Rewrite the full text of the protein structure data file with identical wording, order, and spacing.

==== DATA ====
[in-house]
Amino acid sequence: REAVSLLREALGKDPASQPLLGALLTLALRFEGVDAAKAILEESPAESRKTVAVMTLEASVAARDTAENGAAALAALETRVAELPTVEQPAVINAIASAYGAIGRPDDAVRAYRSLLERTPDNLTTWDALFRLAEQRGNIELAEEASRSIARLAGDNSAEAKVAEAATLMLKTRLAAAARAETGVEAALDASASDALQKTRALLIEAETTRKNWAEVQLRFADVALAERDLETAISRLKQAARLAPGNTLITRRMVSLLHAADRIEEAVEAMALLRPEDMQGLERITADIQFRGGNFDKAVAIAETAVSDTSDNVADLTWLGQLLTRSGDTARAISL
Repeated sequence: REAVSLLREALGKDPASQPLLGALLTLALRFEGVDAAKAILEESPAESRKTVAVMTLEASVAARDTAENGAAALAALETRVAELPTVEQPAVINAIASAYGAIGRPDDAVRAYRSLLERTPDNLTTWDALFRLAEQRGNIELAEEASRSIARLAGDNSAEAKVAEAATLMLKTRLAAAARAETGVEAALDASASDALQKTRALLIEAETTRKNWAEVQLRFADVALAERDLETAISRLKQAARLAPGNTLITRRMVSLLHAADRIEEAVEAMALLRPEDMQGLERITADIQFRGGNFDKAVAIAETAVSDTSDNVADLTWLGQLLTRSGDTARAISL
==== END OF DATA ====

[in-house]
Amino acid sequence: REAVSLLREALGKDPASQPLLGALLTLALRFEGVDAAKAILEESPAESRKTVAVMTLEASVAARDTAENGAAALAALETRVAELPTVEQPAVINAIASAYGAIGRPDDAVRAYRSLLERTPDNLTTWDALFRLAEQRGNIELAEEASRSIARLAGDNSAEAKVAEAATLMLKTRLAAAARAETGVEAALDASASDALQKTRALLIEAETTRKNWAEVQLRFADVALAERDLETAISRLKQAARLAPGNTLITRRMVSLLHAADRIEEAVEAMALLRPEDMQGLERITADIQFRGGNFDKAVAIAETAVSDTSDNVADLTWLGQLLTRSGDTARAISL
Repeated sequence: REAVSLLREALGKDPASQPLLGALLTLALRFEGVDAAKAILEESPAESRKTVAVMTLEASVAARDTAENGAAALAALETRVAELPTVEQPAVINAIASAYGAIGRPDDAVRAYRSLLERTPDNLTTWDALFRLAEQRGNIELAEEASRSIARLAGDNSAEAKVAEAATLMLKTRLAAAARAETGVEAALDASASDALQKTRALLIEAETTRKNWAEVQLRFADVALAERDLETAISRLKQAARLAPGNTLITRRMVSLLHAADRIEEAVEAMALLRPEDMQGLERITADIQFRGGNFDKAVAIAETAVSDTSDNVADLTWLGQLLTRSGDTARAISL